Phil Stella runs Effective Training & Communication, www.communicate-confidently.com" www.communicate-confidently.com, 440 449-0356, and empowers business leaders to reduce the pain with workplace communication and sales pitches. A popular trainer and executive coach on writing, communication styles and sales presentations, he is also on the Cleveland faculty of the Goldman Sachs 10,000 Small Businesses program.  

    Share
  • Email
  • Next up: Easing Pain Points and Growing a Business in Northeast Ohio: COSE Member Profile

    Easing Pain Points and Growing a Business in Northeast Ohio: COSE Member Profile

    As part of our ongoing series getting to know our members and the issues facing their businesses, we sat down with Damon Piatek, president and founder of Welke Customs Brokers USA. Hear what he had to say about easing customer pain points and growing his business in Cleveland.

    Welke Customs Brokers USA provides comprehensive Customs and Logistics services to a large number of well-regarded importers and exporters, including Customs clearances, compliance, training and education and cargo insurance. Since our inception in 2008, we have redefined the term "quality services" by providing our clients Personal Concierge Care through our dedicated and highly qualified customer service staff. Welke Customs Brokers USA are certified members of Customs-Trade Partnership Against Terrorism (C-TPAT). Due to our exceptional internal controls, Welke has been showcased to other foreign and domestic governmental departments.

    Website: www.welke.com

    Twitter: twitter.com/@welkecustomsusa

    Trade Secrets Podcast: https://podcasts.apple.com/us/podcast/trade-secrets-podcast/id1436618678

    MYB: What is the main pain point you try to ease for your customers and what is your unique approach for easing this pain point?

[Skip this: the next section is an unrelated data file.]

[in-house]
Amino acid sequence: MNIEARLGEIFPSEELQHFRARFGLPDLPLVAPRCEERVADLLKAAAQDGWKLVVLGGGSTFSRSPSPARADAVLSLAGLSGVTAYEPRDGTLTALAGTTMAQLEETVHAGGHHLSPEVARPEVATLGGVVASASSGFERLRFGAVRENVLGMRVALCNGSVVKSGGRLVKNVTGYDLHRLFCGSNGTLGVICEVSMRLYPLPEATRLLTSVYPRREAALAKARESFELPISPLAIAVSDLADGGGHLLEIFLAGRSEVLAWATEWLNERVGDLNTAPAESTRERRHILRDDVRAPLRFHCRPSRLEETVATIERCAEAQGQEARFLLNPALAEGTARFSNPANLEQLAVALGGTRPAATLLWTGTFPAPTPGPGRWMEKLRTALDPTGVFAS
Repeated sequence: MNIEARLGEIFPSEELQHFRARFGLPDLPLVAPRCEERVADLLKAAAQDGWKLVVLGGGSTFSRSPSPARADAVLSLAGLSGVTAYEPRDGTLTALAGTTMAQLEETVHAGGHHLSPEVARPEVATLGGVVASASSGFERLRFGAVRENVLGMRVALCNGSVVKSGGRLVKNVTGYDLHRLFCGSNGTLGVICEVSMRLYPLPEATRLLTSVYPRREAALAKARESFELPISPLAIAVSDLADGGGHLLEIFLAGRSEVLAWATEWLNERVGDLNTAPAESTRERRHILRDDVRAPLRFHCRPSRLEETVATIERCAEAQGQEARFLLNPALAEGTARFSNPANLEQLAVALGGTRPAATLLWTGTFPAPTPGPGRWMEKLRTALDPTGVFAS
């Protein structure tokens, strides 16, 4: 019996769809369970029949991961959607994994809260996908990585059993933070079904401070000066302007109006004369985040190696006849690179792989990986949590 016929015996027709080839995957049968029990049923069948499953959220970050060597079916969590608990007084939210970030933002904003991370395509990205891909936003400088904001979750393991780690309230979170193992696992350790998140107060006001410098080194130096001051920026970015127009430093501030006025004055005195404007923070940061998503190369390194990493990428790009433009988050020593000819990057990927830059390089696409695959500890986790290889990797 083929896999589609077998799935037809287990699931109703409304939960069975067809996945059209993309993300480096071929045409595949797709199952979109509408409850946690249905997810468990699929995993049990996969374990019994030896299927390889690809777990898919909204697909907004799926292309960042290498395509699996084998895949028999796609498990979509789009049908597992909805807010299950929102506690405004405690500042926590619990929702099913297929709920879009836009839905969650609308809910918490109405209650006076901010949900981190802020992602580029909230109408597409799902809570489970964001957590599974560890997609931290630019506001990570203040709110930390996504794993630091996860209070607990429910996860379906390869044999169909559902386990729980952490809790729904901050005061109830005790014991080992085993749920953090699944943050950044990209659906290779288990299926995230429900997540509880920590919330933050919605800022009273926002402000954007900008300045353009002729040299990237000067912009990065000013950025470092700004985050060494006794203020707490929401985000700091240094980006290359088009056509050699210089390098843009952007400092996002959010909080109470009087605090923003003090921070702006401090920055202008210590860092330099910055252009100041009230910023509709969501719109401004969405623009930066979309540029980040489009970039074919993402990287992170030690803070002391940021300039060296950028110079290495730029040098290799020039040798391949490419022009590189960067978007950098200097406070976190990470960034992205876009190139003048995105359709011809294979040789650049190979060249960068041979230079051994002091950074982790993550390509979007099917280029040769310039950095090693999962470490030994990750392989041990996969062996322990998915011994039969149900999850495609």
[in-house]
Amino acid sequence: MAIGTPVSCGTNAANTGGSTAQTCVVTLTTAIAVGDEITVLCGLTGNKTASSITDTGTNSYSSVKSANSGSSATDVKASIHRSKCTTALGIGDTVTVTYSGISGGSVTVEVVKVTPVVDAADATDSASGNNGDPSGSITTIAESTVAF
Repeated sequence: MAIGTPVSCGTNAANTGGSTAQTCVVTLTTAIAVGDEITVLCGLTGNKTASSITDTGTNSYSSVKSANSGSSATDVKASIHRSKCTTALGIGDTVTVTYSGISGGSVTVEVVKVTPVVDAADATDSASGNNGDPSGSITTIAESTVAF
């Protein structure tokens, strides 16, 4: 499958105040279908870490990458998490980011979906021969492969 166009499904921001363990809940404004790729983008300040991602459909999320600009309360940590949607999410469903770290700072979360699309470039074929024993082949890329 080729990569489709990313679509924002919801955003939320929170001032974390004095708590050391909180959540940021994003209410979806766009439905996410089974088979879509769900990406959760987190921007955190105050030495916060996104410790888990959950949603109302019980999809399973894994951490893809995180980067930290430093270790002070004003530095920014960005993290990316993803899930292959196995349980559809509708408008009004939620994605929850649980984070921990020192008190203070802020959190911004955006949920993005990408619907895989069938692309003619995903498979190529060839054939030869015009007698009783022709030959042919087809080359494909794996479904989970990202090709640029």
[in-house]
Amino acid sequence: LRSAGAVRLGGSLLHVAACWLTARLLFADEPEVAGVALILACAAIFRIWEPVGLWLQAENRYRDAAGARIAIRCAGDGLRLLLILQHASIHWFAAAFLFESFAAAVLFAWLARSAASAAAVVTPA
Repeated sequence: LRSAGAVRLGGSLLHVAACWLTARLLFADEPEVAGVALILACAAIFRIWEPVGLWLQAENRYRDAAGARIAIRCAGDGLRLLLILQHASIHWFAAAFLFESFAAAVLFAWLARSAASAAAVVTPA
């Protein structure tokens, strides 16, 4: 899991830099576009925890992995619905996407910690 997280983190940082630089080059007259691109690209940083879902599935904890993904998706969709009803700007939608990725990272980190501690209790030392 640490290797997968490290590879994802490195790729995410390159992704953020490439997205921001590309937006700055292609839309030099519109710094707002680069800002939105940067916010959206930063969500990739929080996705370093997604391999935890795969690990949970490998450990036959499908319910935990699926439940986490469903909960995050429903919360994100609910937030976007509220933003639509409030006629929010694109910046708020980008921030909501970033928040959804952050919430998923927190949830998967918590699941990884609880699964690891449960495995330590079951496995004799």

One of the interesting things about our business model of being what we call an “operational” U.S. Customs broker is that oftentimes importing companies don’t necessarily know their pain points. We find that many companies are either spending unnecessarily in duties and other expenses, or leaving money on the table—things that their “transactional” brokers won’t look for, or bring to their attention. While for most brokers, the relationship is about the actual import entry, Welke USA acts as a partner to our clients, assisting them from the acquisition of raw materials all the way through the delivery of the finished product. So, we’re able to see things that other brokers don’t, and advise our clients accordingly.

    MYB: What is it about Cleveland that makes it a good location for your business?

    Cleveland has been an absolute blessing for Welke USA. Our headquarters is in Buffalo, NY, and when the time was right for expansion, Northeast Ohio was not only the perfect place to start—a similar market with related industries, also with unbelievable momentum overcoming a Rust Belt past—but incredibly welcoming. We have had nothing but positive experiences since we set up shop in Cleveland several years ago, and our experiences here have paved the way for new market entries coming on line for us over the next 12 months.

    -RELATED: How to prepare for hard times as a business owner.

    MYB: What have been some effective ways you have worked to grow your clients in Northeast Ohio?

    Particularly with our business model, the Customs business is a relationship business. Coming into a market and spending a bunch of money on ads is not going to do the trick. We have made a full court press on building relationships in Northeast Ohio, through organizations like COSE, GCP, Wirenet and others, as well as good old-fashioned knocking on doors (it still works, no matter what the sales “experts” tell you!). We believe our business model, level of service and story sets Welke USA apart. So, it stands to reason that the more people we talk to, the better we’re going to do.

    -RELATED: Advice that has helped me to grow my business.

    MYB: How has your COSE membership helped you to achieve success?

    COSE has been absolutely essential to Welke USA’s growth in Northeast Ohio. Absolutely essential. Years ago, I was working a sales job for another company that had me calling on companies in Cleveland. I got involved with COSE, and saw the value of the organization for making connections. When I started Welke USA and knew Cleveland was an important market, joining COSE was a no-brainer. We’ve jumped in with both feet—attending events, sponsorships, booths at BizConCLE and other events, board service and more. COSE has delivered time and time again in meeting our needs.